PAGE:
I Hope "Selling Sunset" Stops Neglecting Its Most Important Character: Luxury Homes

I found my dream home while watching season three of "Selling Sunset." The luxurious five-bedroom, six-bathroom mansion — known affectionately as the "Versace house" — sold for $8.95 million in 2021. For me, the most memorable piece of the home wasn't the golden Versace accents on every surface or even the lush views of the surrounding countryside. Instead, it was a statue affixed as a centerpiece in the backyard: a replica of one of the most recognizable works of art in history, "The Rape of the Sabine Women" by Italian sculptor Giambologna.

I distinctly remember Giambologna's original taking my breath away during a study-abroad semester in Italy. I had walked past that statue almost every day for four months on the way home to my tiny apartment in the center of Florence. Seeing that masterpiece shining in the sun — in the backyard of someone's home — reminded me why I enjoy watching shows like "Selling Sunset" in the first place. They transport me to far-off places, showcase luxurious architecture, and allow me to imagine a lifestyle I may never have.

But I don't remember having the same dreams and fantasies while watching season four, though the drama certainly kept fans like me on our toes. Realtors Vanessa Villela and Emma Hernan join the Oppenheim Group, and Hernan's arrival, in particular, causes quite a stir. Friendships between Christine Quinn and fellow agents Mary Fitzgerald, Heather Rae El Moussa, and Chrishell Stause become increasingly strained. And fans were on the edges of their seats, waiting to see the development they'd known about for months: a burgeoning relationship between Stause and brokerage owner Jason Oppenheim. But as all that drama loomed, one of the show's most compelling focuses — the allure of luxury real estate — takes a backseat. With season five set to release on April 22, Netflix producers need to once again showcase those homes, or they risk losing an audience who love gazing at them just as much as they love the drama surrounding the cast.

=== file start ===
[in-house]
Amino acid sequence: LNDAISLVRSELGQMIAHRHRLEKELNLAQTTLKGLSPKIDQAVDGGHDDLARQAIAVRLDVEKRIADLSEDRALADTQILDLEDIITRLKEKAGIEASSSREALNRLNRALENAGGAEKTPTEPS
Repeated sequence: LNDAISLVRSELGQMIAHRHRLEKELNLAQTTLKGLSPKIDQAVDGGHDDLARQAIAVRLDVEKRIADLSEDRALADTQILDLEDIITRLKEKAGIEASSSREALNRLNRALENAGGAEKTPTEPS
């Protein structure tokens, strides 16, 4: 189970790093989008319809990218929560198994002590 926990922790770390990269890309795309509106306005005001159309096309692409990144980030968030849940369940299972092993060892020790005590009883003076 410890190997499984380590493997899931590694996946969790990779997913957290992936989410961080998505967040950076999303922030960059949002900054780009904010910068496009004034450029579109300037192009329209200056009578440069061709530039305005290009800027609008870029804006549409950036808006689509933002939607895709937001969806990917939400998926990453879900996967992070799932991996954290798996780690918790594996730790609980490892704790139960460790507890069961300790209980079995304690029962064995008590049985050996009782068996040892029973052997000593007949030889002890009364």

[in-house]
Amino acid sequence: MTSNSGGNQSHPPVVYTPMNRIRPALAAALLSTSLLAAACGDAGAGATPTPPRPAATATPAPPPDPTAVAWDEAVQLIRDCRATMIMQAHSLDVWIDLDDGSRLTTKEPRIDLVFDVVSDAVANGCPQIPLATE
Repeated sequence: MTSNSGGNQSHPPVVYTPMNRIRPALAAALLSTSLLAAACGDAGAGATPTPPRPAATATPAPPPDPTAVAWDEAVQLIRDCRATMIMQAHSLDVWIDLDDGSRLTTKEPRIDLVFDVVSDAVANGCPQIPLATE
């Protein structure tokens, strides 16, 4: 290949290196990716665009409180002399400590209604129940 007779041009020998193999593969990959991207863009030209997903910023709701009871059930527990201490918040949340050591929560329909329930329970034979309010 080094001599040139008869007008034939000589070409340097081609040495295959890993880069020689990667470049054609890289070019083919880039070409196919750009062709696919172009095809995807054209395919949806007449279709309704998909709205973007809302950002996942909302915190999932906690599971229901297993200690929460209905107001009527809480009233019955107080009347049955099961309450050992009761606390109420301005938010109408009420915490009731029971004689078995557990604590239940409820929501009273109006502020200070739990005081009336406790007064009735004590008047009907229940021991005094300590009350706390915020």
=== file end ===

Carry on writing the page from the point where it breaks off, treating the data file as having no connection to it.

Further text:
Don't get me wrong. "Selling Sunset" still features some of the most luxurious, expensive homes in California. In season four, fans get to see the inside of the home Stause bought following her divorce from actor Justin Hartley. Villela tries to sell a million-dollar beach house in Malibu, which was new territory for the O Group. And when "Shang-Chi and the Legend of the Ten Rings" actor Simu Liu is looking to buy a new home in Los Angeles, Stause tours him through multiple properties to help him find the perfect one. But throughout the season, the realtors allude to the impacts the COVID-19 pandemic has had on their careers and real estate as a whole. Yet the show never explores that further, nor does it offer the same cinematic, jaw-dropping home tours that audiences had come to expect from the earlier seasons.

Selling Sunset: Season 5. (L-R) Chelsea Lazkani and Christine Quinn in episode 9 of Selling Sunset: Season 5. Cr. Courtesy Of Netflix © 2022

There are plenty of reasons that may have been the case. "Selling Sunset" season four was filmed in the summer of 2021, and while the earlier restrictions on showings and open houses had been lifted, groups like the National Association of Realtors have continued to encourage agents to do virtual showings when possible and limit in-person interactions during the pandemic. To further complicate matters, by July, California was heading into a surge caused by the delta variant. And with more people staying at home, the real estate market (in California and elsewhere) was as frenetic as it's ever been. Listings in places like LA were quickly met with multiple offers. A 2021 report from the Federal Reserve found that the tightness of the real estate market was due to a surge in demand with little change in supply. It's reasonable to think that homes were going on and off the market so quickly that shooting may have become a challenge.

These changes to the market and the realities of producing a show in the midst of a pandemic may very well have had an impact on the final product. While we know that, based on the timeline of Stause and Oppenheim's relationship, filming for season five would have had to have begun soon after season four, one can hope climbing vaccination rates meant that some of these issues had begun to resolve, allowing the producers an opportunity to bring back the focus on luxury homes. At its core, a reality show like "Selling Sunset" is about both the drama and the real estate, though it hasn't always stayed true to its origins. In 2019, during talks between creator Adam DiVello and the O Group, Oppenheim was reportedly worried that the show would end up being all about the drama instead of the business. "He didn't want to be on one of those salacious types of Bravo shows," DiVello told Variety. "So he took the meeting with me, and I convinced them that we wanted to really do something different and didn't want it to be just nothing but catty and fighting."

Season five promises more details on Stause and Oppenheim's relationship, the arrival of a new agent at the O Group, and, of course, more drama between Quinn and her fellow agents. But while I know I'll enjoy watching the real-life relationships unfold between these coworkers, I'm still hoping for more visions and dreams like that gorgeous Versace house. The very future of the series might depend on it.